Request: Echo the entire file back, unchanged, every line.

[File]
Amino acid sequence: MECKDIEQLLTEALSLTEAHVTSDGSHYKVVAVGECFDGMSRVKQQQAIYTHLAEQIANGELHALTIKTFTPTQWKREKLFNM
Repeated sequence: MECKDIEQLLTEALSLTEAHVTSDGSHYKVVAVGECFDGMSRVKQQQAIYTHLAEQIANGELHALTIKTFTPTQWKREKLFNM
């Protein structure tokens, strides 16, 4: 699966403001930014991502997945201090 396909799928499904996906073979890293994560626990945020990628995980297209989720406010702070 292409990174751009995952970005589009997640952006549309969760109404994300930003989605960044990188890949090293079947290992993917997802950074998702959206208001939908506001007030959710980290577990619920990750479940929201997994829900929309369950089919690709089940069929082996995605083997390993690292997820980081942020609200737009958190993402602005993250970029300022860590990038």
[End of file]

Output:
Amino acid sequence: MECKDIEQLLTEALSLTEAHVTSDGSHYKVVAVGECFDGMSRVKQQQAIYTHLAEQIANGELHALTIKTFTPTQWKREKLFNM
Repeated sequence: MECKDIEQLLTEALSLTEAHVTSDGSHYKVVAVGECFDGMSRVKQQQAIYTHLAEQIANGELHALTIKTFTPTQWKREKLFNM
């Protein structure tokens, strides 16, 4: 699966403001930014991502997945201090 396909799928499904996906073979890293994560626990945020990628995980297209989720406010702070 292409990174751009995952970005589009997640952006549309969760109404994300930003989605960044990188890949090293079947290992993917997802950074998702959206208001939908506001007030959710980290577990619920990750479940929201997994829900929309369950089919690709089940069929082996995605083997390993690292997820980081942020609200737009958190993402602005993250970029300022860590990038």